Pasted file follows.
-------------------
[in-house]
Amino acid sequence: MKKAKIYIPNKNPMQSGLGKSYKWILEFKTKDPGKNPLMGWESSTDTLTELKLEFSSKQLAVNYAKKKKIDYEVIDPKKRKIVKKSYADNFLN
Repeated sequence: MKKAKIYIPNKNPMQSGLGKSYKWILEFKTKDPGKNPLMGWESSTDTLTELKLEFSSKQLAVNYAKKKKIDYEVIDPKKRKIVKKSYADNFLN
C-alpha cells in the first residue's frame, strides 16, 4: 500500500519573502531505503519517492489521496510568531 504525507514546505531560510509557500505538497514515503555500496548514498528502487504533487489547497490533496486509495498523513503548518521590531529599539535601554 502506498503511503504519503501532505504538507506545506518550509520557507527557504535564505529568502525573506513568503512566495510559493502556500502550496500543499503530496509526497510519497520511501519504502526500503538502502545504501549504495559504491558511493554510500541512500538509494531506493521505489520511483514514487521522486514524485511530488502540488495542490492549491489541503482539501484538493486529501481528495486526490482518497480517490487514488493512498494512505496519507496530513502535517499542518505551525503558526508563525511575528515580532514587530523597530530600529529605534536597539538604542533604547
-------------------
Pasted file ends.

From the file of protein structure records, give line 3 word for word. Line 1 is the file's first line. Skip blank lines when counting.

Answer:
Repeated sequence: MKKAKIYIPNKNPMQSGLGKSYKWILEFKTKDPGKNPLMGWESSTDTLTELKLEFSSKQLAVNYAKKKKIDYEVIDPKKRKIVKKSYADNFLN